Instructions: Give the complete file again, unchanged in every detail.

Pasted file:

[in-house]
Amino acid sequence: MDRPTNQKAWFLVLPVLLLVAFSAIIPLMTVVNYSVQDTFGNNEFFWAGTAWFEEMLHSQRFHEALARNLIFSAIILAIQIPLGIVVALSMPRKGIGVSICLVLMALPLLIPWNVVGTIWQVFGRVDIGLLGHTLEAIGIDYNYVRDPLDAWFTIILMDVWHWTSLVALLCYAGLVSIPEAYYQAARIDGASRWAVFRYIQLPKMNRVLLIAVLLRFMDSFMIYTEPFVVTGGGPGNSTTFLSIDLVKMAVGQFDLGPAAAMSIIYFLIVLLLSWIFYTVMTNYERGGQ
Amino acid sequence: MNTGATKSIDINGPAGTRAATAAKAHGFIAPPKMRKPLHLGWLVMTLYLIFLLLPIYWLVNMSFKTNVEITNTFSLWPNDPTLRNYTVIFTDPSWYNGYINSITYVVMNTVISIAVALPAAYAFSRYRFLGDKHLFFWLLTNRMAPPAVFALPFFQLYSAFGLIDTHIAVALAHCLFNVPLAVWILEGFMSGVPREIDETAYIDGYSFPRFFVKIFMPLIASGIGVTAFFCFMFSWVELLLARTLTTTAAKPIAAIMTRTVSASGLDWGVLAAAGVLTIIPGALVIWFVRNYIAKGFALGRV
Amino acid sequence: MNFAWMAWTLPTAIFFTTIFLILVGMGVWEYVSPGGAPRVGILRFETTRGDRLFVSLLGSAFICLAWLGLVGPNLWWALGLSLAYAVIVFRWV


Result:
[in-house]
Amino acid sequence: MDRPTNQKAWFLVLPVLLLVAFSAIIPLMTVVNYSVQDTFGNNEFFWAGTAWFEEMLHSQRFHEALARNLIFSAIILAIQIPLGIVVALSMPRKGIGVSICLVLMALPLLIPWNVVGTIWQVFGRVDIGLLGHTLEAIGIDYNYVRDPLDAWFTIILMDVWHWTSLVALLCYAGLVSIPEAYYQAARIDGASRWAVFRYIQLPKMNRVLLIAVLLRFMDSFMIYTEPFVVTGGGPGNSTTFLSIDLVKMAVGQFDLGPAAAMSIIYFLIVLLLSWIFYTVMTNYERGGQ
Amino acid sequence: MNTGATKSIDINGPAGTRAATAAKAHGFIAPPKMRKPLHLGWLVMTLYLIFLLLPIYWLVNMSFKTNVEITNTFSLWPNDPTLRNYTVIFTDPSWYNGYINSITYVVMNTVISIAVALPAAYAFSRYRFLGDKHLFFWLLTNRMAPPAVFALPFFQLYSAFGLIDTHIAVALAHCLFNVPLAVWILEGFMSGVPREIDETAYIDGYSFPRFFVKIFMPLIASGIGVTAFFCFMFSWVELLLARTLTTTAAKPIAAIMTRTVSASGLDWGVLAAAGVLTIIPGALVIWFVRNYIAKGFALGRV
Amino acid sequence: MNFAWMAWTLPTAIFFTTIFLILVGMGVWEYVSPGGAPRVGILRFETTRGDRLFVSLLGSAFICLAWLGLVGPNLWWALGLSLAYAVIVFRWV